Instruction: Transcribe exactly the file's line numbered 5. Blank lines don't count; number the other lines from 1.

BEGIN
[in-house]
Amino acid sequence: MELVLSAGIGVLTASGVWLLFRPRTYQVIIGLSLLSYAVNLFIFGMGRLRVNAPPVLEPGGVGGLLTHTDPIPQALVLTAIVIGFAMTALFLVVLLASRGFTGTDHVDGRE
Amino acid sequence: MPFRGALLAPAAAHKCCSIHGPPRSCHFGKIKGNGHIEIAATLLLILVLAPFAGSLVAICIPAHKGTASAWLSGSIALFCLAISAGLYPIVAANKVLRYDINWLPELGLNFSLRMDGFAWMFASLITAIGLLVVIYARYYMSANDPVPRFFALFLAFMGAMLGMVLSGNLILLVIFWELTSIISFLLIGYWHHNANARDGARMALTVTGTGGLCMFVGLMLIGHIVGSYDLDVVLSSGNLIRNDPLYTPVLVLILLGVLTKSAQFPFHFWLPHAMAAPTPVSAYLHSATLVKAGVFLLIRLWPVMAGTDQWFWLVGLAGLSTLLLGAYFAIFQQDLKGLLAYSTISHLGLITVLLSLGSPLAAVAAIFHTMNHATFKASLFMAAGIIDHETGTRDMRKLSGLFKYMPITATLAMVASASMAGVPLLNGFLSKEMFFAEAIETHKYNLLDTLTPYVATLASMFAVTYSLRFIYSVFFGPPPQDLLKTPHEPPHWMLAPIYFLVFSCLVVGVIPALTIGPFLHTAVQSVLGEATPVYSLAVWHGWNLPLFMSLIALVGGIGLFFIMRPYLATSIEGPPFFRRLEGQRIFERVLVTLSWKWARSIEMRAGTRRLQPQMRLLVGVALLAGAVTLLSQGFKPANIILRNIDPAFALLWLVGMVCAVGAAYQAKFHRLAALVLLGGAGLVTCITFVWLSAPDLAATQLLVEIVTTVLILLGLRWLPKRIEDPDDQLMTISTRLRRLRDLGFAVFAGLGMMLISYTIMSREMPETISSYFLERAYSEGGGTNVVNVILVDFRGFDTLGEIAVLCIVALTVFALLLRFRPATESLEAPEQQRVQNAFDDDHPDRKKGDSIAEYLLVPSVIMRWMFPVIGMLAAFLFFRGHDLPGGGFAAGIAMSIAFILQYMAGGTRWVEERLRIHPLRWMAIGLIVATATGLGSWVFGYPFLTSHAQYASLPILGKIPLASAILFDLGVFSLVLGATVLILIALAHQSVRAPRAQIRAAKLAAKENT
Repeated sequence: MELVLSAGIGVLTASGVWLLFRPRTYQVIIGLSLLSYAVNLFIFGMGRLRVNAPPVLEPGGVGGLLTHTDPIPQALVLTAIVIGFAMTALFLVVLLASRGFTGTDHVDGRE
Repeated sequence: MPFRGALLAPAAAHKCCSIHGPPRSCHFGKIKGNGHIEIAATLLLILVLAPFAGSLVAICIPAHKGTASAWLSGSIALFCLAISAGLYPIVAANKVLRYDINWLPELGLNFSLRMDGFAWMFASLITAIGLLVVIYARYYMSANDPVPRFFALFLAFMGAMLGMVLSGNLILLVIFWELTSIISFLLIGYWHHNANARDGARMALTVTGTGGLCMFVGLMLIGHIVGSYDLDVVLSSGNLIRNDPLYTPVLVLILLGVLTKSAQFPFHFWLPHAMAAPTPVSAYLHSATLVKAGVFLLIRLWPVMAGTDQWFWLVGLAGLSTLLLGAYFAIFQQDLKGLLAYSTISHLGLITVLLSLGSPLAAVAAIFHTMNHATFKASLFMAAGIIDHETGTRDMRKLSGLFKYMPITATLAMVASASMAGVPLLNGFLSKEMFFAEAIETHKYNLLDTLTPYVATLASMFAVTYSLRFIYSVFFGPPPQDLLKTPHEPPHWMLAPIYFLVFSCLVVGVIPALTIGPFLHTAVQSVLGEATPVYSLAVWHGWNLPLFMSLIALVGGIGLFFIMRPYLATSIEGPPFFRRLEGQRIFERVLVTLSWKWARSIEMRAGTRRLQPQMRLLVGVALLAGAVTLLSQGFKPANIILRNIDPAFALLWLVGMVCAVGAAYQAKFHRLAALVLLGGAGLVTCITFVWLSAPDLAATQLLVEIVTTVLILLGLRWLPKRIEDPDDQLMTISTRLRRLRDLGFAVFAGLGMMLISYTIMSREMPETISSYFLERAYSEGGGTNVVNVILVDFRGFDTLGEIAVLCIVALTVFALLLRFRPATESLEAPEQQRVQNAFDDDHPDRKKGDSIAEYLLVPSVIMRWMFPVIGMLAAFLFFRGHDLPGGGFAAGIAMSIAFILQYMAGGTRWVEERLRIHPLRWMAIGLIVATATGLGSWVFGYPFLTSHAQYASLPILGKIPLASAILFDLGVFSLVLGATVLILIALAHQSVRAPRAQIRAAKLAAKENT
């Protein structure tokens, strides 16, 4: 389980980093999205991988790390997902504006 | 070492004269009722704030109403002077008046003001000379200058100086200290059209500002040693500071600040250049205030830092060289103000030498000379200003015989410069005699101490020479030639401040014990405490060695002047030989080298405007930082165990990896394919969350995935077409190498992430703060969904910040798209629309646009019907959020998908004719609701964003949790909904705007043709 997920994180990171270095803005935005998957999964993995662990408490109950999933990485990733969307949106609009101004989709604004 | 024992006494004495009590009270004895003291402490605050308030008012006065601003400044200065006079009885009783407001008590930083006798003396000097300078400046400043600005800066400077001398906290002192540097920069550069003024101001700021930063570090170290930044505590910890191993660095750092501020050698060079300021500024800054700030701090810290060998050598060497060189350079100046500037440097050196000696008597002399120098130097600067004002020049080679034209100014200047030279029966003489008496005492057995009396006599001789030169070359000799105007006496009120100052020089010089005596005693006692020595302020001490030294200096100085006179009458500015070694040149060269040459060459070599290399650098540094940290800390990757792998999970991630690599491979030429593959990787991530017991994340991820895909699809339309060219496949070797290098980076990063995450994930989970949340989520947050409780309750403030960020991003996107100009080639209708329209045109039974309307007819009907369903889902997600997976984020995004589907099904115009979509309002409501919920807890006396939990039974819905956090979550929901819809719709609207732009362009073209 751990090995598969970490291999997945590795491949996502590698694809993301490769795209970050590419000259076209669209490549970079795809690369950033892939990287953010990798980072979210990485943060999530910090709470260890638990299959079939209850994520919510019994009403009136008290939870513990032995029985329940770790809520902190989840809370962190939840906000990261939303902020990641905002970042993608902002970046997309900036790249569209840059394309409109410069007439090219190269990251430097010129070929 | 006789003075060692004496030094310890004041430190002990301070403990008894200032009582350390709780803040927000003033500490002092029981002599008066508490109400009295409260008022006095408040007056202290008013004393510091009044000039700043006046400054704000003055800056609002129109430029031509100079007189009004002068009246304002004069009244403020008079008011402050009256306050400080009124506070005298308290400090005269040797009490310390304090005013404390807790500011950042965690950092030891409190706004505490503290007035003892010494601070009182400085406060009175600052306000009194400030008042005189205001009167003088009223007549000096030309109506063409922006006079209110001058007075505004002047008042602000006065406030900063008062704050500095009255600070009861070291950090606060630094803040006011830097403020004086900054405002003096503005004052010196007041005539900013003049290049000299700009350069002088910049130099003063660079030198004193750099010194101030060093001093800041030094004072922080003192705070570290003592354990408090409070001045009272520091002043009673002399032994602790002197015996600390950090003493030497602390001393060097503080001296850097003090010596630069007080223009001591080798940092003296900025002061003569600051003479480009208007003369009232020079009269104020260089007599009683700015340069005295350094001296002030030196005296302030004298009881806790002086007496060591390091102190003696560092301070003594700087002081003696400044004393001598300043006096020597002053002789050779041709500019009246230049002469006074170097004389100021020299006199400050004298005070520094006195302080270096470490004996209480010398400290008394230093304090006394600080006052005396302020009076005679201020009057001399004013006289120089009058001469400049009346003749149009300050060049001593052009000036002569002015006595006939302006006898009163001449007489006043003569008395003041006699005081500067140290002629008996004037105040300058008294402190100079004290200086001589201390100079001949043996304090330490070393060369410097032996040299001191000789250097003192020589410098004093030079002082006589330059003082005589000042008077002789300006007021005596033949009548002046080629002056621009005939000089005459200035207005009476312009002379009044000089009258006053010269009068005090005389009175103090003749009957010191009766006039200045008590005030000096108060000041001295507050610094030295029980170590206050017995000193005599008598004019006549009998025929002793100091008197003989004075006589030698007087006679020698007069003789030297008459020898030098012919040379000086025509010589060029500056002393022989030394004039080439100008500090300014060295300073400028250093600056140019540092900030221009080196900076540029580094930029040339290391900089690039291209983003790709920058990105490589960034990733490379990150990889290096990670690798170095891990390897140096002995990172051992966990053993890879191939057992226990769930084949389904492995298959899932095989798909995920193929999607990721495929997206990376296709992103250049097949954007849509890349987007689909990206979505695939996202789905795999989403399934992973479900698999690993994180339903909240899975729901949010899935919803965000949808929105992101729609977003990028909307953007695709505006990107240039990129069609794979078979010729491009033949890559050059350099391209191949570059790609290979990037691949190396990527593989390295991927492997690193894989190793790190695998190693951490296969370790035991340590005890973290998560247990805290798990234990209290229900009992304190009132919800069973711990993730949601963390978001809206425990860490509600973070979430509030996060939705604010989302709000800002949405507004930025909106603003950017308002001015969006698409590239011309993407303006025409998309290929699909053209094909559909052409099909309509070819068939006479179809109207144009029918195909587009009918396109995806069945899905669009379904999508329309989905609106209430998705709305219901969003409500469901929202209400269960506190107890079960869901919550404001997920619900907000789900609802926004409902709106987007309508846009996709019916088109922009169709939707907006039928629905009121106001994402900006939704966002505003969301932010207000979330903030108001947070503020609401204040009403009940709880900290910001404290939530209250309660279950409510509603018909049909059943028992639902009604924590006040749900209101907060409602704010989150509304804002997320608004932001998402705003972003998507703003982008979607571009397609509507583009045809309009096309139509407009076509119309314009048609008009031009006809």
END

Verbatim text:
Repeated sequence: MPFRGALLAPAAAHKCCSIHGPPRSCHFGKIKGNGHIEIAATLLLILVLAPFAGSLVAICIPAHKGTASAWLSGSIALFCLAISAGLYPIVAANKVLRYDINWLPELGLNFSLRMDGFAWMFASLITAIGLLVVIYARYYMSANDPVPRFFALFLAFMGAMLGMVLSGNLILLVIFWELTSIISFLLIGYWHHNANARDGARMALTVTGTGGLCMFVGLMLIGHIVGSYDLDVVLSSGNLIRNDPLYTPVLVLILLGVLTKSAQFPFHFWLPHAMAAPTPVSAYLHSATLVKAGVFLLIRLWPVMAGTDQWFWLVGLAGLSTLLLGAYFAIFQQDLKGLLAYSTISHLGLITVLLSLGSPLAAVAAIFHTMNHATFKASLFMAAGIIDHETGTRDMRKLSGLFKYMPITATLAMVASASMAGVPLLNGFLSKEMFFAEAIETHKYNLLDTLTPYVATLASMFAVTYSLRFIYSVFFGPPPQDLLKTPHEPPHWMLAPIYFLVFSCLVVGVIPALTIGPFLHTAVQSVLGEATPVYSLAVWHGWNLPLFMSLIALVGGIGLFFIMRPYLATSIEGPPFFRRLEGQRIFERVLVTLSWKWARSIEMRAGTRRLQPQMRLLVGVALLAGAVTLLSQGFKPANIILRNIDPAFALLWLVGMVCAVGAAYQAKFHRLAALVLLGGAGLVTCITFVWLSAPDLAATQLLVEIVTTVLILLGLRWLPKRIEDPDDQLMTISTRLRRLRDLGFAVFAGLGMMLISYTIMSREMPETISSYFLERAYSEGGGTNVVNVILVDFRGFDTLGEIAVLCIVALTVFALLLRFRPATESLEAPEQQRVQNAFDDDHPDRKKGDSIAEYLLVPSVIMRWMFPVIGMLAAFLFFRGHDLPGGGFAAGIAMSIAFILQYMAGGTRWVEERLRIHPLRWMAIGLIVATATGLGSWVFGYPFLTSHAQYASLPILGKIPLASAILFDLGVFSLVLGATVLILIALAHQSVRAPRAQIRAAKLAAKENT